Ceftolozane exerts bactericidal activities against susceptible gram-negative and gram-positive infections by inhibiting essential penicillin-binding proteins (PBPs), which are required for peptidoglycan cross-linking for bacterial cell wall synthesis, resulting in inhibition of cell wall synthesis and subsequent cell death. Ceftolozane is an inhibitor of PBPs of Pseudomonas aeruginosa (e.g. PBP1b, PBP1c, and PBP3) and E. coli (e.g., PBP3).[9][10]

Tazobactam is a potent β-lactamase inhibitor of most common class A and C β-lactamases. Tazobactam has little clinically relevant in vitro activity against bacteria due to its reduced affinity to penicillin-binding proteins; however, it is an irreversible inhibitor of some β-lactamases (certain penicillinases and cephalosporinases) and can covalently bind to some chromosomal and plasmid-mediated bacterial beta-lactamases.[9]

The addition of tazobactam strengthens the therapeutic response to ceftolozane, giving it the ability to treat a broader range of bacterial infections and resistant organisms.[11]

Pharmacokinetics

Absorption and distribution

Ceftolozane–tazobactam is available as a 2:1 fixed combination (such that a 1.5-g dose of ceftolozane–tazobactam is composed of 1 g of ceftolozane and 500 mg of tazobactam).[12] Ceftolozane-tazobactam is administered intravenously. For both ceftolozane and tazobactam, the peak plasma concentration occurs immediately after a 60-minute infusion, with a time to maximum concentration of approximately one hour. The binding of ceftolozane to human plasma proteins is approximately 16% to 21%, while the binding of tazobactam is approximately 30%. The mean steady-state volume of distribution in healthy adult males after a single 1.5 g IV dose is 13.5 L for ceftolozane and 18.2 L for tazobactam, which is similar to extracellular fluid volume. Tissue distribution of ceftalozone-tazobactam is rapid and shows good penetration into the lung, rendering it an ideal treatment for bacterial pneumonia.[11]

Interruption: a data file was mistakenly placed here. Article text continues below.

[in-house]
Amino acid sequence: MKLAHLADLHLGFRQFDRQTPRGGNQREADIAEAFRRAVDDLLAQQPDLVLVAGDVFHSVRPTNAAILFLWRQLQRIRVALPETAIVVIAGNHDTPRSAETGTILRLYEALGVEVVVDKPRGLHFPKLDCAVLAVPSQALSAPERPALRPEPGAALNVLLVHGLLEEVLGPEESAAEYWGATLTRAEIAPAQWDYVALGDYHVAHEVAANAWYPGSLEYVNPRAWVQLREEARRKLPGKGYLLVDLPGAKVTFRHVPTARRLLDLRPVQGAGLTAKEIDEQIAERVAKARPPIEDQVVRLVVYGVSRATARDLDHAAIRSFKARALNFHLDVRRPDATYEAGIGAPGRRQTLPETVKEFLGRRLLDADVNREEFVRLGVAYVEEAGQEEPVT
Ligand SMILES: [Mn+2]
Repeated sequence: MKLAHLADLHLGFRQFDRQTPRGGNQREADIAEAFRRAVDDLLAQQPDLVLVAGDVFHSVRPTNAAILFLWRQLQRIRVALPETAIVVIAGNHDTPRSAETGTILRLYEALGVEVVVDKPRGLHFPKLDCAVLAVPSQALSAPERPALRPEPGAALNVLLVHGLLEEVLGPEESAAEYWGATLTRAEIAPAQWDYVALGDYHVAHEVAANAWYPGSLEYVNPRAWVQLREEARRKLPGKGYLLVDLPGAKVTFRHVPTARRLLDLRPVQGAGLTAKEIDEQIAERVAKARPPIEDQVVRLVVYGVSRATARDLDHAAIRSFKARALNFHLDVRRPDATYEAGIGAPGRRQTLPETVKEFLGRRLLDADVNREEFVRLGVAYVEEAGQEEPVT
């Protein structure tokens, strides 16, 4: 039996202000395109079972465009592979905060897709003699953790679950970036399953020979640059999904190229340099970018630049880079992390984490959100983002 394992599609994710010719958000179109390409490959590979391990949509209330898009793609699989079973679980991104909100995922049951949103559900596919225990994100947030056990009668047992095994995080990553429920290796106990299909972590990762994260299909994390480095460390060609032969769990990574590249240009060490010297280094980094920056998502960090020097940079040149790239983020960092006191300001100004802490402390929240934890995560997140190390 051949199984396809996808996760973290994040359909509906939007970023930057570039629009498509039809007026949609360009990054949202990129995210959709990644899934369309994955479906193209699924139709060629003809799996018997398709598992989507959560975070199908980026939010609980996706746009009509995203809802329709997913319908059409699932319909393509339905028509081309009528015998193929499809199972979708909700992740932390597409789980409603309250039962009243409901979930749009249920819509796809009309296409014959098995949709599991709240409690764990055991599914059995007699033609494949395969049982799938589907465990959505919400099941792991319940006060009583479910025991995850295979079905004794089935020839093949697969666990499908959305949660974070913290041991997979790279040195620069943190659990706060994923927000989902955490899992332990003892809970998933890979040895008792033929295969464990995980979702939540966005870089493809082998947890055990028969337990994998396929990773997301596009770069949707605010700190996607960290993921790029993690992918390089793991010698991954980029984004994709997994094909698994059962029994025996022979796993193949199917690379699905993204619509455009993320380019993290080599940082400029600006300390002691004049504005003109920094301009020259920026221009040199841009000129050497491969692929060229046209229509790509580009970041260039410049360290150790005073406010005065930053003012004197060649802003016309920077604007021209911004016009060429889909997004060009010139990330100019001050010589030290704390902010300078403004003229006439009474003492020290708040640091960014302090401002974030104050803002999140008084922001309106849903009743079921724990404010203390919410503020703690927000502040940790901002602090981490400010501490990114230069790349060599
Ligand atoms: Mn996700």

Metabolism and elimination

The metabolism and excretion of ceftolozane are similar to those of most β-lactam antimicrobial agents. Ceftolozane is not metabolized to any significant extent and thus predominantly eliminated unchanged in the urine.[13][14] Tazobactam is partially metabolized to an inactive metabolite, and both drug and metabolite are excreted in the urine (80% as unchanged drug).[15]

The half-life of ceftolozane is 2.5–3.0 hours, and the half-life of tazobactam is approximately 1.0 hour; the clearance of both drugs is directly proportional to renal function. Tazobactam primarily undergoes renal excretion via active tubular secretion. Coadministration of ceftolozane with tazobactam does not result in an interaction, since ceftolozane is primarily eliminated by glomerular filtration.[16][15]